COLUMBIA – Democratic state senate nominee for the 19th district, Judy Baker, laid out measures today that comprehensively address what our communities need to fight the consequences of the pandemic.
“Missouri can emerge from the COVID-19 pandemic in better shape than other states if legislators will think beyond the short term and support strategic approaches that directly address several major issues,” Baker said.
“Missourians have seen too much denial and too many delayed reactions from elected Republican officials over the course of the pandemic,” she said. “It’s time to roll up our sleeves and put real thought into how we can ensure access to treatment, family stability and economic recovery in the coming years — and do a better job of keeping our most vulnerable citizens safe.”
Baker laid out her response and recovery agenda, “Getting Missouri Back On Its Feet,” at a press conference Monday afternoon in Columbia. She was joined by state Reps. Kip Kendrick and Martha Stevens, and by former Rep. Vicky Riback Wilson.
The agenda includes five pillars: ensuring access to healthcare and COVID-19 treatments, helping families maintain stability, reviving the economy, protecting our most vulnerable community members, and preserving democracy.
Priorities in Baker’s broad-reaching plan include initiatives to:
- Monitor health insurance costs at a time when insurance companies are reporting huge profits and raising premiums;
- Ensure vaccinations and approved treatments related to COVID-19, including drug treatments, are cost-free for patients;
- Extend grant and loan assistance for women and minority-owned businesses that missed out on federal CARES Act funding;
- Develop unemployment insurance solutions to keep families afloat as federal support ends;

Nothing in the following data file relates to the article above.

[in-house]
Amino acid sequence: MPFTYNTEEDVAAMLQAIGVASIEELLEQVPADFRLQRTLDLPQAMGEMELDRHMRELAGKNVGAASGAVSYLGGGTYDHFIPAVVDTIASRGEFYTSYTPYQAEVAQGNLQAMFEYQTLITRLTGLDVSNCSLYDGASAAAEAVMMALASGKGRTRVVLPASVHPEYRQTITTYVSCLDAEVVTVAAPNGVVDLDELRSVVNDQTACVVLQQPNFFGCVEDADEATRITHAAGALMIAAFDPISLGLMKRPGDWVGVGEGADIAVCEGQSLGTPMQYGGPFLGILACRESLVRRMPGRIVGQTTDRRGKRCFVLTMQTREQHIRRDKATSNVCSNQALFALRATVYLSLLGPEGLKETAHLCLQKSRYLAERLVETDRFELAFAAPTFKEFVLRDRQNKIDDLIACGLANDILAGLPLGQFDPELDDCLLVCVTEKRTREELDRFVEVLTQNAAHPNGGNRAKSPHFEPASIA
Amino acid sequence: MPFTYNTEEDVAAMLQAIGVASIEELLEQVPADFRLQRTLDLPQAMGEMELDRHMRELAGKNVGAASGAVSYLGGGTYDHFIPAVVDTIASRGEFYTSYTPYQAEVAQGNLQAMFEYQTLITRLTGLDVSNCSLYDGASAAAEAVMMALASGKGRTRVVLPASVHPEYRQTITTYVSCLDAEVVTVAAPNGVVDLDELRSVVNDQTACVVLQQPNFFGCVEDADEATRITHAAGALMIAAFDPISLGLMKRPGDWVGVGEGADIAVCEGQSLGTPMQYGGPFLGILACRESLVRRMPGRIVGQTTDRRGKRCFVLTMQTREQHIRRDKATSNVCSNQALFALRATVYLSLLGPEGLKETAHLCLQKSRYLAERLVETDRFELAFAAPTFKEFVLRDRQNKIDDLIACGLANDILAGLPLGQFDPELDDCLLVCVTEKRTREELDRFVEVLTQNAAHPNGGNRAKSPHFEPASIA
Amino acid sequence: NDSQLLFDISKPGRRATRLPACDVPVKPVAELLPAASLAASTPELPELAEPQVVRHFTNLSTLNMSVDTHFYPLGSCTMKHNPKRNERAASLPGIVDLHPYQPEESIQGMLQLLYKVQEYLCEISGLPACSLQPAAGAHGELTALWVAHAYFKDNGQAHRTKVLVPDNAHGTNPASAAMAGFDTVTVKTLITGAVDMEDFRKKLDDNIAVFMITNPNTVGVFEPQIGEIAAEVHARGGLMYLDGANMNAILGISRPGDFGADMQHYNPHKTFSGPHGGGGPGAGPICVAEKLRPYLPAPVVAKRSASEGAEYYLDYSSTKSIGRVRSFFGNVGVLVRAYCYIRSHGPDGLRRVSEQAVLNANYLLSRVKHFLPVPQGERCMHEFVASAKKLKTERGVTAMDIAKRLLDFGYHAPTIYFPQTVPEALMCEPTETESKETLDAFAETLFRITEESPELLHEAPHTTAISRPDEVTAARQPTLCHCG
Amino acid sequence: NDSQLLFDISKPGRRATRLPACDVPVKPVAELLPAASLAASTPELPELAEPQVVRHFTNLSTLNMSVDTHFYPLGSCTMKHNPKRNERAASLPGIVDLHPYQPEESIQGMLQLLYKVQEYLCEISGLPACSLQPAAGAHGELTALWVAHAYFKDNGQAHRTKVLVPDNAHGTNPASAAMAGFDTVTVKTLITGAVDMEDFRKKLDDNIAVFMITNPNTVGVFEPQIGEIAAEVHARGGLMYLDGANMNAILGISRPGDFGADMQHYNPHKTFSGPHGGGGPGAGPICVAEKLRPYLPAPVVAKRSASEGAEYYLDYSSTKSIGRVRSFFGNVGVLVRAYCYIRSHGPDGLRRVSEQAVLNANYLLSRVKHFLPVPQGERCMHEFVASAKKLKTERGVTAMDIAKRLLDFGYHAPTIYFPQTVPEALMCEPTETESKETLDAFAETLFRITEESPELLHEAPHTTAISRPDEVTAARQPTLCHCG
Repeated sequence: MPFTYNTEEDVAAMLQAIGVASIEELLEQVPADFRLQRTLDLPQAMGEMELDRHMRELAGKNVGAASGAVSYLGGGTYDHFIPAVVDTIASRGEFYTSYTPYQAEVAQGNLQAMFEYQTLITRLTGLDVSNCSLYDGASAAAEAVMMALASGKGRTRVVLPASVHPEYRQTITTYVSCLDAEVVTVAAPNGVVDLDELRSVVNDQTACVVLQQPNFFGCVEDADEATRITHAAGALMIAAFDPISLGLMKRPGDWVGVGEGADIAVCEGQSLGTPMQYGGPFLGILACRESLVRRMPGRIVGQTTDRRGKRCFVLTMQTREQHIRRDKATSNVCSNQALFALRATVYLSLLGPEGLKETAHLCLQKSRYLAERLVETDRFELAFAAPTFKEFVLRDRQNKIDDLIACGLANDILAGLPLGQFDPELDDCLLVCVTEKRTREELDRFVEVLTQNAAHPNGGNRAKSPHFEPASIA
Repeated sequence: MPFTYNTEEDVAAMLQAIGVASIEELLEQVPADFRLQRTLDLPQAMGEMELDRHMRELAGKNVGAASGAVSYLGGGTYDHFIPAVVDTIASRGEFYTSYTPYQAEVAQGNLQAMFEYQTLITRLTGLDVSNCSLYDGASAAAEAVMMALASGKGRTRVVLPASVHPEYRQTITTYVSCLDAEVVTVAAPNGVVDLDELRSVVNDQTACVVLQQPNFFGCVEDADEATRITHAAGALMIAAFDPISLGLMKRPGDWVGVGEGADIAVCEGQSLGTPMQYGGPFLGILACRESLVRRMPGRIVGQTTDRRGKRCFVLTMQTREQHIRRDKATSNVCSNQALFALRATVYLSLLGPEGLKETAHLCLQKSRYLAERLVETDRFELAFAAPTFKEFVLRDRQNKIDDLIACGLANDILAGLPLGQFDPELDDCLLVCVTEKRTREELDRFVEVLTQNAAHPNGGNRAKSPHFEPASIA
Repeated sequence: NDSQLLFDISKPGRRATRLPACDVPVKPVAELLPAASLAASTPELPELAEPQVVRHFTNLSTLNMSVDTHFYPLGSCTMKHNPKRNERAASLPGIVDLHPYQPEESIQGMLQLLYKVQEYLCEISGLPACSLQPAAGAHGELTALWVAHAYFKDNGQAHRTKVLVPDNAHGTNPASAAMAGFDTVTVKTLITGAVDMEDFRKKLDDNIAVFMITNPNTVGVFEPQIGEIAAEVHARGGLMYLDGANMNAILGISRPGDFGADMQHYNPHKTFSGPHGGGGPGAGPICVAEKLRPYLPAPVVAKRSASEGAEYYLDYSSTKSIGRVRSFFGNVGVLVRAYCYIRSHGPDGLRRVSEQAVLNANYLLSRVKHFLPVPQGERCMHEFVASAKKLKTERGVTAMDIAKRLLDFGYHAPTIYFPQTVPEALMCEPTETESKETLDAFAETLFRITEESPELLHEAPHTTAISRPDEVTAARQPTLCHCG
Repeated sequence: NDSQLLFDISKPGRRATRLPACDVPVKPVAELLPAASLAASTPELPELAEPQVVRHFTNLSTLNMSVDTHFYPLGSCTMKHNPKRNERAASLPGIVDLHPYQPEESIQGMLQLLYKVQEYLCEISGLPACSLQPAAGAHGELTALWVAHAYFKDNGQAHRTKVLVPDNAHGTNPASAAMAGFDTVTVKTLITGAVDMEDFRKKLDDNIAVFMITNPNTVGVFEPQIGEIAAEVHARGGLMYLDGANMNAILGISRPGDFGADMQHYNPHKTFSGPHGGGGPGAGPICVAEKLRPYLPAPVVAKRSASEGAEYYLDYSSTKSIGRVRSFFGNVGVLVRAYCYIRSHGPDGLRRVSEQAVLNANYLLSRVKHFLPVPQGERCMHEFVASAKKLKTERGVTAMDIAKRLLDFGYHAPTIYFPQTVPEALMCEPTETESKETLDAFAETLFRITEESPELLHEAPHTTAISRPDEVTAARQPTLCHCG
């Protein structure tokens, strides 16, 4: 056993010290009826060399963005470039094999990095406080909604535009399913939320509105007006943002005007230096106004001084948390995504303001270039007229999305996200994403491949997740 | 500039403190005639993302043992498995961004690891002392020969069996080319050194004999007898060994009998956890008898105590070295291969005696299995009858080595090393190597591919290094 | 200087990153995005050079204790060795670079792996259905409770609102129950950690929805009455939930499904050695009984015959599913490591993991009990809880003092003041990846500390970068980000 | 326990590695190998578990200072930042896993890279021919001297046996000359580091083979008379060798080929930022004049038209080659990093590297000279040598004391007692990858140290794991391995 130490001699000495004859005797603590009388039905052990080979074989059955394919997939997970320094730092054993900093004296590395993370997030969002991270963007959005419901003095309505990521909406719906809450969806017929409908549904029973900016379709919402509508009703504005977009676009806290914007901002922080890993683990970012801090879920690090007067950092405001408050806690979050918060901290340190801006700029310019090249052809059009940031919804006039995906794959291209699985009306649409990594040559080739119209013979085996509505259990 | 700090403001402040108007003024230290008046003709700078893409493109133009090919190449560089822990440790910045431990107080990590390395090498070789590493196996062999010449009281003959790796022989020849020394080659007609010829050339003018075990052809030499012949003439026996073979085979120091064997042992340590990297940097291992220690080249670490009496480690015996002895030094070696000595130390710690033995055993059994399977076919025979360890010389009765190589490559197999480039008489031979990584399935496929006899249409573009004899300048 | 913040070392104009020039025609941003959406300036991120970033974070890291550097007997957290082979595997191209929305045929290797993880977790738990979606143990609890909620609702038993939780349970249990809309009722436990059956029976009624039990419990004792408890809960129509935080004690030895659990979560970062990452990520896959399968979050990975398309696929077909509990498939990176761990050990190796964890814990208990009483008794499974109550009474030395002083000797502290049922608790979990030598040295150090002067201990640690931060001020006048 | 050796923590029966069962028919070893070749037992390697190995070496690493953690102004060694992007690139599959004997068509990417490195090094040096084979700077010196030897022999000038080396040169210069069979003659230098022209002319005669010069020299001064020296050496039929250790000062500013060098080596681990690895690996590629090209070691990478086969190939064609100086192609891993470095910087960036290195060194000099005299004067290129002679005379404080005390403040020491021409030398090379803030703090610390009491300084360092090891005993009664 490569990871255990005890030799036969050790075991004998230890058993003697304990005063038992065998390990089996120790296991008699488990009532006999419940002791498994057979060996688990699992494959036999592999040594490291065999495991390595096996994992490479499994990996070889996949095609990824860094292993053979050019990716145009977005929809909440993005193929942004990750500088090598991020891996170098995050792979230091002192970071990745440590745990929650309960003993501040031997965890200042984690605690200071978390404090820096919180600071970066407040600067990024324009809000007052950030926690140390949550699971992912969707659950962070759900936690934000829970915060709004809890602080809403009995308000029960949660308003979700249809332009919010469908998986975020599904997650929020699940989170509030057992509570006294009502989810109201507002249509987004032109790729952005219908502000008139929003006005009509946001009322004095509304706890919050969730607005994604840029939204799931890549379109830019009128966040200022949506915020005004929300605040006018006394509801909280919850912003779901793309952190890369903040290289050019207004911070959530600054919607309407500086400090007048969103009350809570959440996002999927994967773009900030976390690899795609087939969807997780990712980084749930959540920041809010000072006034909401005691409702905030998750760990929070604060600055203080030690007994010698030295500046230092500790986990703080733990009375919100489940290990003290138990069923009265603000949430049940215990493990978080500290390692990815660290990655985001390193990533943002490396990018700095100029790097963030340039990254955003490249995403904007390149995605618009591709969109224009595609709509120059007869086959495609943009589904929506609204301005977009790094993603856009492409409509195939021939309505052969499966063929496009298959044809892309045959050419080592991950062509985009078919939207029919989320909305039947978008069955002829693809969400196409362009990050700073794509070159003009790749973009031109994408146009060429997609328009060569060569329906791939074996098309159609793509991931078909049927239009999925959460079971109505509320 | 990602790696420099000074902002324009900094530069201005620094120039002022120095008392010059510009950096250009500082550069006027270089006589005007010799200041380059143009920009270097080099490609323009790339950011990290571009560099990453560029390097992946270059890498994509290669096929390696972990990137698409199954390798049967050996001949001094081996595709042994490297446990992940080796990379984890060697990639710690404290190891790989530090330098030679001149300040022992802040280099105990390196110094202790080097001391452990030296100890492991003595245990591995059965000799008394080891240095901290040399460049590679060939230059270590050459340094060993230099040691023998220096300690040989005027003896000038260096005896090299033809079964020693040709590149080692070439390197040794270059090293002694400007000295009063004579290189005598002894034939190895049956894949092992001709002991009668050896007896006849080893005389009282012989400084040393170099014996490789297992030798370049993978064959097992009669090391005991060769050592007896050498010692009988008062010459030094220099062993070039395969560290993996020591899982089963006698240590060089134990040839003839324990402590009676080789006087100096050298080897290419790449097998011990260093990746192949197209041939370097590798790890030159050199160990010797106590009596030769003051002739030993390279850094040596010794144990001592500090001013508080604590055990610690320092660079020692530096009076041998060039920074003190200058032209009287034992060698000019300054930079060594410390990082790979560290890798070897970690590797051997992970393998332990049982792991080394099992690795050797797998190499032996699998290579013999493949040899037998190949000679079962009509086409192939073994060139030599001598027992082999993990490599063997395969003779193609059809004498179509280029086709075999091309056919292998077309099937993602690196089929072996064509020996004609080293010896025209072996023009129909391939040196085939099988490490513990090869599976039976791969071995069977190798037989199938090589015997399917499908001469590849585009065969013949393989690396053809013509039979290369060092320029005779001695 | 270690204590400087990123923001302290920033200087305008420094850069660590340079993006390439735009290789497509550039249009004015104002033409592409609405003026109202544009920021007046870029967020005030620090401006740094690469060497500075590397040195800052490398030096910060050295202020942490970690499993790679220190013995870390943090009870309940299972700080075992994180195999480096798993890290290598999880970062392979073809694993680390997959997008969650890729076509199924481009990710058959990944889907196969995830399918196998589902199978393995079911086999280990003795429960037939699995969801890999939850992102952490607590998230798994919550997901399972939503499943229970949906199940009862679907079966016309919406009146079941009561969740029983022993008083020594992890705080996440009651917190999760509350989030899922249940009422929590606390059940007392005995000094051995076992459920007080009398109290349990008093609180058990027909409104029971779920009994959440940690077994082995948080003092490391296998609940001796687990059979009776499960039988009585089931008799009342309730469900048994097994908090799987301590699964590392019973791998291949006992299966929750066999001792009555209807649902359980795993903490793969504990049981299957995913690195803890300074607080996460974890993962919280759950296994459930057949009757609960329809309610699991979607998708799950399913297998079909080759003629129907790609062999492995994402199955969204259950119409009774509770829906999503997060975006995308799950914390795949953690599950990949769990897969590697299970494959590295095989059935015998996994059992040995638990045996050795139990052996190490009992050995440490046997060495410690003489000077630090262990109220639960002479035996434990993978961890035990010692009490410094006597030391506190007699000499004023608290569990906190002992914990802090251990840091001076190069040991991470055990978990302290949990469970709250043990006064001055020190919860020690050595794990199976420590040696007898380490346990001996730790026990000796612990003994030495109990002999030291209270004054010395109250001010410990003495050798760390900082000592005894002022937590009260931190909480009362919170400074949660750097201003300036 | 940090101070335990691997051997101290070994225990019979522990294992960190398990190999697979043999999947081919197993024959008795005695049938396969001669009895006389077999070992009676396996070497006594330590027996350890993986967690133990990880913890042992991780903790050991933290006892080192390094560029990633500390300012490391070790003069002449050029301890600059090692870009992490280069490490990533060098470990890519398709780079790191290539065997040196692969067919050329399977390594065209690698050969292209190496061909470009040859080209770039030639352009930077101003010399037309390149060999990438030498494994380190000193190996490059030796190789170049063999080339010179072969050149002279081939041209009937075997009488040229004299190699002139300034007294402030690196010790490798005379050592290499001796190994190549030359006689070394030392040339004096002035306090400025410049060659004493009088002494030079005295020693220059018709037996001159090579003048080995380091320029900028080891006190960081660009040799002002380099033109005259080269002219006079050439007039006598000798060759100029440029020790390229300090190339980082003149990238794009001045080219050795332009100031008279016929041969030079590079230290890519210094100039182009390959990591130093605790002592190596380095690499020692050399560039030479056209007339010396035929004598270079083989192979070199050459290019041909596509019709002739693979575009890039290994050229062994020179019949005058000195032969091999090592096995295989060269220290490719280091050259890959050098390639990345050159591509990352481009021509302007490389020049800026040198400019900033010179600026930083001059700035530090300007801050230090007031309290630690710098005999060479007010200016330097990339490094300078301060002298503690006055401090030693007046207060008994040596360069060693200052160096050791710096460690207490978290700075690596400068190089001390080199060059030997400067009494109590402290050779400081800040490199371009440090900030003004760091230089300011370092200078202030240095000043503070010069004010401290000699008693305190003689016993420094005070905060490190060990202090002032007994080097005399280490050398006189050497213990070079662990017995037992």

- Require a state-maintained PPE stockpile.
The agenda builds on Democratic gubernatorial nominee Nicole Galloway’s executive leadership plan, which includes mandating masks, improving COVID-19 testing and tracing and communicating clearly with Missourians about public health.
Stevens emphasized the need to protect the Medicaid expansion approved by voters statewide in August. Kendrick called on the federal government to be more responsive to the state’s plight and stressed the value of requiring masks as one of the most powerful behaviors to slow the spread of cases.
Another priority “that should be near and dear to members of all parties is to protect democracy in our state,” Baker said. In particular, she called on representatives to form a Bipartisan Recovery Caucus in the General Assembly to look for innovations and funding, and to monitor for abuses that could keep help from reaching those who need it the most.
As a health policy expert, former two-term state representative, and former U.S. Department of Health and Human Services regional director, Baker said she wants Missouri leaders to meet the challenges of the pandemic head-on and serve the needs of families, businesses, service providers and public institutions.
“Our work has just begun and won’t end once a vaccine is available, or even when the pandemic officially is over,” she said. “This crisis has effectively shined a laser pointer on the state government’s neglect of our most vulnerable people. We must elect officials who will look out for the interests of all those they represent, and who are dedicated to tackling the after-effects of this crisis that may be felt for years.”